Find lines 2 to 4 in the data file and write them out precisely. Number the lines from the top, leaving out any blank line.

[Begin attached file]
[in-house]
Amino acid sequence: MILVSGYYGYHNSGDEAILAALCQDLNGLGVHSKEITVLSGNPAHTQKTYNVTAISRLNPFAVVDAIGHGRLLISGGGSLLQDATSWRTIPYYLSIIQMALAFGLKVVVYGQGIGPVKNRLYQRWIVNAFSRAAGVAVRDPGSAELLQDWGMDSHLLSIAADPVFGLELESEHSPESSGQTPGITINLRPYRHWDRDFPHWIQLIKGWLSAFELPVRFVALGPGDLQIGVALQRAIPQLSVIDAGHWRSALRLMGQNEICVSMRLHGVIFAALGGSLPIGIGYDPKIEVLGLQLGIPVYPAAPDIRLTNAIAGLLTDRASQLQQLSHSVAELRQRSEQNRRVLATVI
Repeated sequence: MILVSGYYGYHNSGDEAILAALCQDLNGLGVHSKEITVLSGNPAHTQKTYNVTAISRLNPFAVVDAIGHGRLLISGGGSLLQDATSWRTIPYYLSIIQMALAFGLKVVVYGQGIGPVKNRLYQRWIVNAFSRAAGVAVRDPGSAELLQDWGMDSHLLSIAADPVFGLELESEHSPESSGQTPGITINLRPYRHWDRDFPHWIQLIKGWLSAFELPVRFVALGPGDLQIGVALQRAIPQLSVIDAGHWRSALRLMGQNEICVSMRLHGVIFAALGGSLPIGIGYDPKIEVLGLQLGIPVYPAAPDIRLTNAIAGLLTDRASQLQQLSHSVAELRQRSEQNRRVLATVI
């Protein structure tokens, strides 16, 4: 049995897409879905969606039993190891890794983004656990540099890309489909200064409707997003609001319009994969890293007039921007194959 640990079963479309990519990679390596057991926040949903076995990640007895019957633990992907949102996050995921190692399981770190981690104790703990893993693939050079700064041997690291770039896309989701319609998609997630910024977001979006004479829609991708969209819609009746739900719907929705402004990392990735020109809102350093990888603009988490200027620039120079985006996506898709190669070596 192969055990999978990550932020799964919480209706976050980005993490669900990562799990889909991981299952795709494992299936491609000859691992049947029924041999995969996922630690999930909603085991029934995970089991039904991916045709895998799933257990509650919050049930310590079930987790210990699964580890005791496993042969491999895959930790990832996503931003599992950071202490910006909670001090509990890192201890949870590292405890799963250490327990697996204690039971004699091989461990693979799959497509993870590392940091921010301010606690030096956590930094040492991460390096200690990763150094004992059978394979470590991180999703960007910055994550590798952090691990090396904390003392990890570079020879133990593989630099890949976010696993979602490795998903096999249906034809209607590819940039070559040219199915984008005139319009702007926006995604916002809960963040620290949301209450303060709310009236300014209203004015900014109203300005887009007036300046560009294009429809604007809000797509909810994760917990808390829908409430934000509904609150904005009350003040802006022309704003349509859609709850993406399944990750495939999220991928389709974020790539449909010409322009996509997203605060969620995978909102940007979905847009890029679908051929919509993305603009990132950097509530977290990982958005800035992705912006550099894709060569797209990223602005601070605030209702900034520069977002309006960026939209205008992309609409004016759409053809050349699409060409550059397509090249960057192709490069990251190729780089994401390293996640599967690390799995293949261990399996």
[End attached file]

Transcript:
Amino acid sequence: MILVSGYYGYHNSGDEAILAALCQDLNGLGVHSKEITVLSGNPAHTQKTYNVTAISRLNPFAVVDAIGHGRLLISGGGSLLQDATSWRTIPYYLSIIQMALAFGLKVVVYGQGIGPVKNRLYQRWIVNAFSRAAGVAVRDPGSAELLQDWGMDSHLLSIAADPVFGLELESEHSPESSGQTPGITINLRPYRHWDRDFPHWIQLIKGWLSAFELPVRFVALGPGDLQIGVALQRAIPQLSVIDAGHWRSALRLMGQNEICVSMRLHGVIFAALGGSLPIGIGYDPKIEVLGLQLGIPVYPAAPDIRLTNAIAGLLTDRASQLQQLSHSVAELRQRSEQNRRVLATVI
Repeated sequence: MILVSGYYGYHNSGDEAILAALCQDLNGLGVHSKEITVLSGNPAHTQKTYNVTAISRLNPFAVVDAIGHGRLLISGGGSLLQDATSWRTIPYYLSIIQMALAFGLKVVVYGQGIGPVKNRLYQRWIVNAFSRAAGVAVRDPGSAELLQDWGMDSHLLSIAADPVFGLELESEHSPESSGQTPGITINLRPYRHWDRDFPHWIQLIKGWLSAFELPVRFVALGPGDLQIGVALQRAIPQLSVIDAGHWRSALRLMGQNEICVSMRLHGVIFAALGGSLPIGIGYDPKIEVLGLQLGIPVYPAAPDIRLTNAIAGLLTDRASQLQQLSHSVAELRQRSEQNRRVLATVI
């Protein structure tokens, strides 16, 4: 049995897409879905969606039993190891890794983004656990540099890309489909200064409707997003609001319009994969890293007039921007194959 640990079963479309990519990679390596057991926040949903076995990640007895019957633990992907949102996050995921190692399981770190981690104790703990893993693939050079700064041997690291770039896309989701319609998609997630910024977001979006004479829609991708969209819609009746739900719907929705402004990392990735020109809102350093990888603009988490200027620039120079985006996506898709190669070596 192969055990999978990550932020799964919480209706976050980005993490669900990562799990889909991981299952795709494992299936491609000859691992049947029924041999995969996922630690999930909603085991029934995970089991039904991916045709895998799933257990509650919050049930310590079930987790210990699964580890005791496993042969491999895959930790990832996503931003599992950071202490910006909670001090509990890192201890949870590292405890799963250490327990697996204690039971004699091989461990693979799959497509993870590392940091921010301010606690030096956590930094040492991460390096200690990763150094004992059978394979470590991180999703960007910055994550590798952090691990090396904390003392990890570079020879133990593989630099890949976010696993979602490795998903096999249906034809209607590819940039070559040219199915984008005139319009702007926006995604916002809960963040620290949301209450303060709310009236300014209203004015900014109203300005887009007036300046560009294009429809604007809000797509909810994760917990808390829908409430934000509904609150904005009350003040802006022309704003349509859609709850993406399944990750495939999220991928389709974020790539449909010409322009996509997203605060969620995978909102940007979905847009890029679908051929919509993305603009990132950097509530977290990982958005800035992705912006550099894709060569797209990223602005601070605030209702900034520069977002309006960026939209205008992309609409004016759409053809050349699409060409550059397509090249960057192709490069990251190729780089994401390293996640599967690390799995293949261990399996």